Earl Roger’s Young Old Friend

Though Rogers recognized the need for organized labor and generally sympathized with their goals, he rejected violence in the name of reform. With the Times bombing, what angered him almost as much as the death and destruction, was the lack of a warning to the innocent people working the night shift. Rogers viewed it a vicious deed. The loss he suffered as result of the Times bombing was so deeply personal that his willingness to represent Darrow is a testament to Rogers’ professionalism.

Rogers was at work in his office directly across the street from the Times building when the first blast echoed throughout the city. It was common for him to work late hours and he was one of the first persons to get to the inferno. The ground was still trembling and the heat drove him back; he stared unbelieving, as one of the walls of Times building collapsed. Rogers said the worst part was the faces appearing in the windows of the office windows like “fugitives from a graveyard.” One of those fugitives was a friend, Harvey Elder, a young editor hanging from the ledge of the third floor. Harvey jumped but missed the net held by firemen and was taken to the hospital where he died from injuries caused by his fall. As result of the bedlam that followed the explosion, Rogers didn’t learn of Harvey’s condition and hoped that he had survived the inferno.

Harvey Elder was a “young old friend” of Rogers and most nights Harvey visited with his mentor in the early evening before heading across the street to the Times building. Earl Rogers’ mother and Harvey Elder’s grandmother were best friends, and their families had socialized in one another’s homes for many years. Several years earlier, Harvey had graduated from the University of Berlin and upon returning to Los Angeles, he took a job at the Times. Many years earlier, his education interrupted due to family finances, and prior to turning to the law, a young Earl Rogers had worked as a newspaper reporter. He could still recall how he developed leads, the best ways to confirm a story, and then how best to relate the details of an exciting event to his readers.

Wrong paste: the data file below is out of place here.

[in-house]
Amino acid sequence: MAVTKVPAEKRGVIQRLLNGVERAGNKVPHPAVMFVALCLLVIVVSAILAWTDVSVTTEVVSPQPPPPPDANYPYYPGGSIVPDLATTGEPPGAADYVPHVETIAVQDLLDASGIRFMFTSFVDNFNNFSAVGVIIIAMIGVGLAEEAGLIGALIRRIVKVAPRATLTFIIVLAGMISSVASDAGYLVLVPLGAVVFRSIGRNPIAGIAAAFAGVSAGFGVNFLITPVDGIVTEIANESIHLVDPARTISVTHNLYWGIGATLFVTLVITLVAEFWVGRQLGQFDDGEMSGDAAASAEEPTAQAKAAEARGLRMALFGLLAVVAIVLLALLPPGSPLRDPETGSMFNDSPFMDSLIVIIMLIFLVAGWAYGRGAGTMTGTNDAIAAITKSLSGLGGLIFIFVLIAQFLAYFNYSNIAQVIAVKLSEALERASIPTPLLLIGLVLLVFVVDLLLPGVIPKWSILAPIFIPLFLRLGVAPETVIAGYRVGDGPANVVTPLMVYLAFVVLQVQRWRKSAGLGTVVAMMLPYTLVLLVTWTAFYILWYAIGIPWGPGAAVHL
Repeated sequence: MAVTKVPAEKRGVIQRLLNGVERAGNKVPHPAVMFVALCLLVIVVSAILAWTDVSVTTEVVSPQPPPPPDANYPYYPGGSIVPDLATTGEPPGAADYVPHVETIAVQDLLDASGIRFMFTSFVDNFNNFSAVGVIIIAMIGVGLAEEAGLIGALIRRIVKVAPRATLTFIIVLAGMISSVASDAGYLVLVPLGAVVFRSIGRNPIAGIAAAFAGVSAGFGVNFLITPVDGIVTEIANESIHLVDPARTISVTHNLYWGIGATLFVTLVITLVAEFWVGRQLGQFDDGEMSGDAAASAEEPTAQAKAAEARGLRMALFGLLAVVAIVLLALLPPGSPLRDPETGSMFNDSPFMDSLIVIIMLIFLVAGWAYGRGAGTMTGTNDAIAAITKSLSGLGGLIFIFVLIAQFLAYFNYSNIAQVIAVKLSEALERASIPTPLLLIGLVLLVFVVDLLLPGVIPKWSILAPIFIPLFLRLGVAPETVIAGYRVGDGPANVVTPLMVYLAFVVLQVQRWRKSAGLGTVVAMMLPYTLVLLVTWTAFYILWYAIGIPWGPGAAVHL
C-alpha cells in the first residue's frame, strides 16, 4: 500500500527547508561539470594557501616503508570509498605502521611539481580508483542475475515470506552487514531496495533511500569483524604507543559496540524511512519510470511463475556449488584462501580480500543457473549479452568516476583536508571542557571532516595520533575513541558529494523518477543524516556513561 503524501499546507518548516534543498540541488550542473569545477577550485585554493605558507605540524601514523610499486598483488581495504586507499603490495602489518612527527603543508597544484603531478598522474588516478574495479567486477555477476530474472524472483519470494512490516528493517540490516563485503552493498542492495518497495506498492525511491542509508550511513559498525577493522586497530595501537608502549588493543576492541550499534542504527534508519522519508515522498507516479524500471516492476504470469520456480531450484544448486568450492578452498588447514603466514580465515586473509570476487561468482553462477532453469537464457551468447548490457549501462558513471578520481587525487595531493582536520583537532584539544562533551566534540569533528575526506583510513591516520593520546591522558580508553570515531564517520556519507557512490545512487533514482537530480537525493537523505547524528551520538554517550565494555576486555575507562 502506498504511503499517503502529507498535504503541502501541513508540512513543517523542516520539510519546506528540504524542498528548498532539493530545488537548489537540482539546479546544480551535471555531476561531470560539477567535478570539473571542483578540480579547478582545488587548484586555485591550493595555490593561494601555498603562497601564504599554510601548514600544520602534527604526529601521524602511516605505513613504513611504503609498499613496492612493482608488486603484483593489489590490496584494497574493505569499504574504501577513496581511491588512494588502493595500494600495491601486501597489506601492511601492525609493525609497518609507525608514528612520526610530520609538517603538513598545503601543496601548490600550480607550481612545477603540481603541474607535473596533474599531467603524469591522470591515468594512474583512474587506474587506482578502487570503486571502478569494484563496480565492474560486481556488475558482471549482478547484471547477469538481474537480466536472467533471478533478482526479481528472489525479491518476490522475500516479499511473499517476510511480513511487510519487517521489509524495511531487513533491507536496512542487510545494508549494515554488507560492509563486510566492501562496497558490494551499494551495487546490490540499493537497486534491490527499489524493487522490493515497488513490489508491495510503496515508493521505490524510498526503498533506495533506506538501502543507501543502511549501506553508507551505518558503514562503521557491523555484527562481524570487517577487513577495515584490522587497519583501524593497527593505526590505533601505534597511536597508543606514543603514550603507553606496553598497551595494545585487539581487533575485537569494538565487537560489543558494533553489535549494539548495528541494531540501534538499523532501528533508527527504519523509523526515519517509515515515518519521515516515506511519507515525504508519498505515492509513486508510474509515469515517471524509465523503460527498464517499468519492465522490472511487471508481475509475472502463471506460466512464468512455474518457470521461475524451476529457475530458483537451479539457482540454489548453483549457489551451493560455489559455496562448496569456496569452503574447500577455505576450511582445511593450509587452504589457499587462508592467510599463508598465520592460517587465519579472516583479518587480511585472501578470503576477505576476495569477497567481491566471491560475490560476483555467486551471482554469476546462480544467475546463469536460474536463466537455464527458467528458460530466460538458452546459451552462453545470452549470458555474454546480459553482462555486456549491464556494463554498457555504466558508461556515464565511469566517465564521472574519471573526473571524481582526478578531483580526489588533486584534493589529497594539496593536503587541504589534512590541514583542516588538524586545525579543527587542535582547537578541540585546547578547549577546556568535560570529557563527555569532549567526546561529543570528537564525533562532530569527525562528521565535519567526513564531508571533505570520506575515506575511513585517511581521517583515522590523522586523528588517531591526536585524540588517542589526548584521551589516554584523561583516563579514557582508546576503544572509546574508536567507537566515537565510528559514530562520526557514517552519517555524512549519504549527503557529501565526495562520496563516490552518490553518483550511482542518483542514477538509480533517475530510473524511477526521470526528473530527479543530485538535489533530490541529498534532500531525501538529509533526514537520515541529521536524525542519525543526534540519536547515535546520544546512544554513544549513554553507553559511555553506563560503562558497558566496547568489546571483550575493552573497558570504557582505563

Harvey’s night off was Monday, and on occasion he and Rogers went to vaudeville shows together. On slow nights at the newspaper, it was common for Harvey to walk across the street just to visit with Rogers or possibly share a sandwich. This night, Rogers knew that Harvey was at work and left his law office immediately upon hearing the blast. Adela made it to the Times shortly after her father, and as she recalled, Rogers was “Black with soot, his clothes in ribbons, his face raw and swollen with burns, he was holding his right arm away from his body and his hand looked like a piece of raw steak on the end of it… Papa was talking to himself through clenched teeth. The murdering fiends, he kept saying. The paranoiac assassins…His underlip was bitten through, his chin was covered with dried blood.”

When Rogers learned that Harvey had jumped from the burning building, he was overcome with emotion. He and Adela walked/ran to the nearest hospital, five blocks away, only to learn of Harvey’s demise. Rogers refused to accept that someone like his “young old friend” had to become collateral damage in the war between capital and labor. The death of Harvey Elder lingered in Rogers’ thoughts for a very long time. It would loom over all his dealings with Darrow.

Job Harriman, Socialist Lawyer and Candidate for Mayor

General Otis didn’t have the public dialogue all to himself. There was vocal opposition from a small group of union activists and socialists. This group was led by Job Harriman, a young, idealistic and articulate lawyer who believed passionately that fairness in the workplace was crucial to Southern California’s future.

At the time Harriman arrived in Los Angeles in 1895, General Otis was on his way to dominating that city’s politics. Though he played only a minor role in the fight between employers and their employees, year after year, Harriman persisted, giving hope to the disenfranchised, encouraging everyone to become registered voters. Harriman understood that the reforms needed to protect workers’ rights could only come through the ballot box, and in turn, the adoption of laws more favorable to wage earners. He knew that Otis’s organization, M & M would test him every step of the way. Yet, after 15 years of struggling, as the year 1910 began, it seemed that history had smiled on Job Harriman. Help was on the way.